A panel of experts explain how they approach CNS prophylaxis in DLBCL.
John Leonard, MD: Within the last year at meetings, CNS [central nervous system] prophylaxis has been all over the map. I’m going to ask your approach to that, Cyrus. We can critique the data on double-hit lymphoma. There are more data on CNS prophylaxis, but I’m not sure how definitive they are, even though a lot of patients have been studied. So Cyrus—and then I’ll ask others—how do you approach CNS prophylaxis? Do you use the CNS-IPI [CNS International Prognostic Index]? And how do you approach it with intrathecal, with sampling and systemic methotrexate? Cross your fingers and hope? What’s your strategy?
Cyrus Khan, MD: Great question. You’re right: It’s all over the place. But I follow the CNS-IPI. That’s our standard at West Penn Hospital. In case a patient comes in with adrenal gland involvement, kidney involvement, or breast involvement, obviously I don’t really look at the CNS-IPI. Those are really high-risk patients who need serious prophylaxis. As far as the mode, there’s a lot of to and from between using intravenous [IV] methotrexate vs intrathecal methotrexate, and the jury is still out. I do prefer intravenous methotrexate, particularly for young patients who can tolerate it and are high risk for CNS relapse. For older patients who are high risk, but who I don’t think would be able to tolerate IV methotrexate, I certainly do intrathecal. Then the question comes in, “Do you need an Ommaya reservoir, or can you still do the LP [lumbar puncture] between conventional radiology? We’re still doing intrathecal prophylaxis. We go through interventive radiology and give it each time. The jury is out there too about how to approach that. That’s how we approach it, and we do it each cycle, so for 6 cycles.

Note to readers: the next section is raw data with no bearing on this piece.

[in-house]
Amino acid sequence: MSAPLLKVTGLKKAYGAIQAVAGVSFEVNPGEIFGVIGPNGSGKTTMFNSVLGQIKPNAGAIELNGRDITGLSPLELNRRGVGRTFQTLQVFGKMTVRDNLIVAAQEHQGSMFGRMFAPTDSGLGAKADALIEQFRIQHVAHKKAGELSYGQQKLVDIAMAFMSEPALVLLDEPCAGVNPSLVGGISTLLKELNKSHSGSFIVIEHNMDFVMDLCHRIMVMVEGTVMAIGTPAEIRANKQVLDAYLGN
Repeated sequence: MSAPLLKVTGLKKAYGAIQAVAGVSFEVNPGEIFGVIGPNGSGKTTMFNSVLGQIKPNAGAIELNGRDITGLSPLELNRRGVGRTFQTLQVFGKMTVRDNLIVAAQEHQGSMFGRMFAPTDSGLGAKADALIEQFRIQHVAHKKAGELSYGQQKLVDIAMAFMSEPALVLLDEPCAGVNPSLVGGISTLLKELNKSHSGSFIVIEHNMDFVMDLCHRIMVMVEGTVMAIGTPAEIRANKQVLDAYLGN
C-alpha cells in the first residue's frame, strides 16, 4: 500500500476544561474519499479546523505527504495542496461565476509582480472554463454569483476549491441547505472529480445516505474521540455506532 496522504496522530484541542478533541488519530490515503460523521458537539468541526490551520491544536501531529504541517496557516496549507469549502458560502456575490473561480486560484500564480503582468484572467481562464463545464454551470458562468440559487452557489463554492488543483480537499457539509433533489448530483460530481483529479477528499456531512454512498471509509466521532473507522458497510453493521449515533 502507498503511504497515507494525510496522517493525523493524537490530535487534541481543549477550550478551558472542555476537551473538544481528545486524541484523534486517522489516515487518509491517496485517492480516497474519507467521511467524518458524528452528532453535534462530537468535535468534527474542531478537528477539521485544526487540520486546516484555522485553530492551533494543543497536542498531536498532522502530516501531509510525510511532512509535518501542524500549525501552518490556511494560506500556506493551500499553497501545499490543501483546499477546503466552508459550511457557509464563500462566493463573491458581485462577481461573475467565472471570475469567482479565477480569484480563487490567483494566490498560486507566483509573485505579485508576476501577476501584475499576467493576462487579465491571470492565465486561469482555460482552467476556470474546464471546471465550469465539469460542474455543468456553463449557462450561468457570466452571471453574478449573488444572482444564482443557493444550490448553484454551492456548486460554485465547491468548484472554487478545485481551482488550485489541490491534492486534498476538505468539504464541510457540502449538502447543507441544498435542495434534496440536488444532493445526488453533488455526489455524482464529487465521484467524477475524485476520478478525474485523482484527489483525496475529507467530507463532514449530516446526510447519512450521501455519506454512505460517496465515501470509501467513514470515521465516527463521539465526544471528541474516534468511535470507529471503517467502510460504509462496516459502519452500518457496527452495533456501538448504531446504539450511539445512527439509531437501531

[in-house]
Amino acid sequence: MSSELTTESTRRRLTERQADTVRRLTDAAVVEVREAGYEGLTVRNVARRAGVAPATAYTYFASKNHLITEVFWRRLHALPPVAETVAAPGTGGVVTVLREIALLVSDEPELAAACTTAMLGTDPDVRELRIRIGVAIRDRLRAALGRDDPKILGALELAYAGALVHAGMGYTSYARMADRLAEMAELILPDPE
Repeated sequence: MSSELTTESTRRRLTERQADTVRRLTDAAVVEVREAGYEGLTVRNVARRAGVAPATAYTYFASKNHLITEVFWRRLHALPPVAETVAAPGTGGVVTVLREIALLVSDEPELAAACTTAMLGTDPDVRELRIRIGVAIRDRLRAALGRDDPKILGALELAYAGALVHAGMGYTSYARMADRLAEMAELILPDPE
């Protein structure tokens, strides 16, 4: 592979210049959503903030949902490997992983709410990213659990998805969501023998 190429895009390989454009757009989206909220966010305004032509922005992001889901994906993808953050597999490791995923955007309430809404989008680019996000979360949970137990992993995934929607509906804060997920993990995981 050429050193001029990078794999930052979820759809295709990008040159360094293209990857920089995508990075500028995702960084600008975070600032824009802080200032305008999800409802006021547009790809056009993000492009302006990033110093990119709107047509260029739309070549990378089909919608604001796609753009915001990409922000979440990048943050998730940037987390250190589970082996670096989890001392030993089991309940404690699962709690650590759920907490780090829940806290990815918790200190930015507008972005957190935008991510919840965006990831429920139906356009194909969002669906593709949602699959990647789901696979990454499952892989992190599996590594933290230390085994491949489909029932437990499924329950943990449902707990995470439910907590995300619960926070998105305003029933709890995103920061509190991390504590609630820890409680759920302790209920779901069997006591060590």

John Leonard, MD: Greg, anything different at Mayo Clinic, typically?
Greg Nowakowski, MD: Yeah. With the thought that even systemic methotrexate may be not necessarily be as protective as we’ve thought in the past, we’re dialing down a little on the CNS prophylaxis. We still use CNS-IPI, but what we really worry about are the unusual size of testicular lymphoma; adrenal lymphomas, as you mentioned; patients with multiple areas, multiple sets of external disease. In others, we sometimes worry about the potential for kidney damage, which affects the therapy overall, so it’s a very controversial area. John, I would challenge you, as the head of the Alliance for Clinical Trials in Oncology. This is a great topic to study for the cooperative groups. I want it to be the ideal way for prophylaxis in diffuse or B-cell lymphoma for CNS relapse. You can almost imagine an add-on therapy to any induction treatment, trying to evaluate a prospective patient. It would be challenging, but we need to answer this question to move forward.
John Leonard, MD: I appreciate the interest in the area, but I’m concerned about designing a study. My first question would be, is this the most important issue in aggressive lymphoma? We’d all agree that it’s important, particularly for patients affected by it. But at the end of the day, if you want to impact the largest number of patients, and you can do only so many studies in a randomized way, this is probably not the issue to tackle as a primary thing, mainly because most of these patients who have a CNS relapse also have systemic disease that needs to be addressed. I’m sympathetic to the idea, but I’m skeptical that this rises to the top of the list. Honestly, for the number of patients in whom we need to see a difference, and the differences between intrathecal methotrexate and systemic methotrexate, my guess is they’re in the order of a few percentage points, if anything; therefore, you’d need a lot of patients. But I certainly sympathize with and share the interest if we could do it in a feasible way.
I do think we’ve seen some interesting data with ctDNA [circulating tumor DNA] in the CSF [cerebrospinal fluid]. With some of those techniques, we might be able to identify a group of people who are at ultra-high risk or ultra-low risk at some level, and therefore focus and perhaps design a study that would require a smaller number of patients. If we knew, for instance, that the majority of people with a certain level of ctDNA—it’s not really ctDNA, but it’s in the CSF—then we could focus on that group and maybe wouldn’t need a huge number of patients to see a difference. Anyway, it’s a great point. A lot of people are interested in it, and it’s frustrating not to have an answer.
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